Photo Credit: John Bosma/Grand Prix Association of Long Beach via
Photo Credit: John Bosma/Grand Prix Association of Long Beach via

Canadian James Hinchcliffe won Sunday’s Toyota Grand Prix of Long Beach Verizon IndyCar Series race, his first victory since being seriously injured in a 2015 crash practicing for the Indianapolis 500.

Hinchcliffe took the lead on the 63rd lap when New Zealander Scott Dixon was on a pit stop and kept it for the remainder of the 85-lap race, fending off a challenge by Frenchman Sebastein Bourdais on the 1.968-mile, 11-turn street circuit surrounding the Long Beach Convention Center.

“The greats have all raced here, the greats have all won here,” Hinchcliffe said after finishing 1.494 seconds ahead of Bourdais. “To get in the winner’s circle was huge.”

The victory was Hinchcliffe’s fifth on the Verizon IndyCar Series and first since the 2015 Indy Grand Prix of Louisiana.

“A lot has changed since the last time we were sitting up here,” Hinchcliffe said. “It’s just so nice to be back.”

Hinchcliffe was sidelined for the rest of the 2015 season following the crash. His best finish in 2016 was second, 0.008 of a second behind American Graham Rahal at the rain-interrupted Firestone 600 at Texas Motor Speedway that began on June 12 and was completed Aug. 27.

“A lot of people talked about 2016 as sort of the comeback year,” Hinchcliffe said. “Personally we really wanted to as a team to put an exclamation point on that by coming to victory lane.

We came as close as humanly possible in Texas last year. Didn’t quite get the job done. We were sore to not win a race last year.”

Hinchcliffe had another second-place finish in 2016 — on the fall season of the ABC dance competition “Dancing with the Stars.”

Hinchcliffe said winning a race “was goal number one when we set out at the start of the season.” The victory came in the series’ second race of the season. Hinchcliffe finished ninth in last month’s season-opening Firestone Grand Prix of St. Petersburg which Bourdais won.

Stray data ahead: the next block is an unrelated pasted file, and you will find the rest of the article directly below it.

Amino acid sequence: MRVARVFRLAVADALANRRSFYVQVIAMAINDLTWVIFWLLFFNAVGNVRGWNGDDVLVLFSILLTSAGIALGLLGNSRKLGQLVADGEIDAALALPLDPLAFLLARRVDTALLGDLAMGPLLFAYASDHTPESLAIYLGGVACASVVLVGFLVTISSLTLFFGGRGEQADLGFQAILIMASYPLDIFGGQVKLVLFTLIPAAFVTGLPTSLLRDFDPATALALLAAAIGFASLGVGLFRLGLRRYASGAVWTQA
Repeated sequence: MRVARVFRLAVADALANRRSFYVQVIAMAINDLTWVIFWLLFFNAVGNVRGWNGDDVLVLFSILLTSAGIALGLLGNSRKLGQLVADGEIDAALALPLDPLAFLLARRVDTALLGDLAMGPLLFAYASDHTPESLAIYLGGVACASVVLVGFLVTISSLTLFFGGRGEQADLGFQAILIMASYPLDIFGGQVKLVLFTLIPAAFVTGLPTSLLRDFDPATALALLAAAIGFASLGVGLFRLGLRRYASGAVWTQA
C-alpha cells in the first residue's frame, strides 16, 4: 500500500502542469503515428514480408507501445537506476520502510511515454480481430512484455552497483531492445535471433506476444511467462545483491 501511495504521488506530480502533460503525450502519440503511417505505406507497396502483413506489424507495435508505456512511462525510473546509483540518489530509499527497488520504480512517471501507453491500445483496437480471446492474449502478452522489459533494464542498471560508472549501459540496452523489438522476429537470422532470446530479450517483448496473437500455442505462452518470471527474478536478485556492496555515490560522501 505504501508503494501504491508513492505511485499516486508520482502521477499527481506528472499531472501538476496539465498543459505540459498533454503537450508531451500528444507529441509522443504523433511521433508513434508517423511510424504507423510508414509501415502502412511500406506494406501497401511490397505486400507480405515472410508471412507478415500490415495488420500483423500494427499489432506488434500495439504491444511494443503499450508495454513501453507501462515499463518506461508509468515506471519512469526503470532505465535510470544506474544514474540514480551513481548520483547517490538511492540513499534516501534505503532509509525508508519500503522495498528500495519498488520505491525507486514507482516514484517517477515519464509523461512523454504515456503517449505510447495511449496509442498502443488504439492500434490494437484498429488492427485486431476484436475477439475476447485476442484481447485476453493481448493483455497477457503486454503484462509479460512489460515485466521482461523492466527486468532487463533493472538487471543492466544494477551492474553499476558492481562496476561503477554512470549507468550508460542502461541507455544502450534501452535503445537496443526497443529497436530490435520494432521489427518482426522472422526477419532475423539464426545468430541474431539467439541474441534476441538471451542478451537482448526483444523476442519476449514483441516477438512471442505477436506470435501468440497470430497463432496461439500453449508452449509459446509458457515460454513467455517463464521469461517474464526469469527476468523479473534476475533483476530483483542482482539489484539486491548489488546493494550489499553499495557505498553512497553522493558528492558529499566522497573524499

Hinchcliffe started fourth and first took the lead on the 56th lap when he opted to take a pit stop one lap later than American Ryan Hunter-Reay. Dixon regained the lead on the 58th lap during Hinchcliffe’s pit stop.

Brazilian Helio Castroneves started from the pole. Dixon took the lead on the opening lap, before a collision in turn four involving the cars driven by Australian Will Power and American Charlie Kimball prompted the first of the race’s three caution flags.

The crash forced Kimball out of the race. Power finished 13th, a lap off the lead.

The other cautions came on the 63rd lap when the car driven by 2016 Indianapolis 500 winner Alexander Rossi needed to be towed and on the 80th lap when Hunter-Reay went off the course, forcing him out of the race

Dixon led for the first 15 laps. Hunter-Reay led for the 16th through 29th laps. Dixon regained the lead on the 30th lap with Hunter-Reay moving back into first on the 42nd lap.

Fifteen of the 21 cars that started were running at the end of the race.

All the cars used fourth-generation Verizon IndyCar Series Dallara chassis with Chevrolet or Honda aerodynamic bodywork and engines and Firestone tires.

Hinchcliffe and Bourdais’ cars both had Honda engines.

The race had drivers from 11 nations — nine from the U.S., two each from Brazil and France, and one each from Australia, Canada, Colombia, England, Japan, New Zealand, Russia and the United Arab Emirates.

—City News Service

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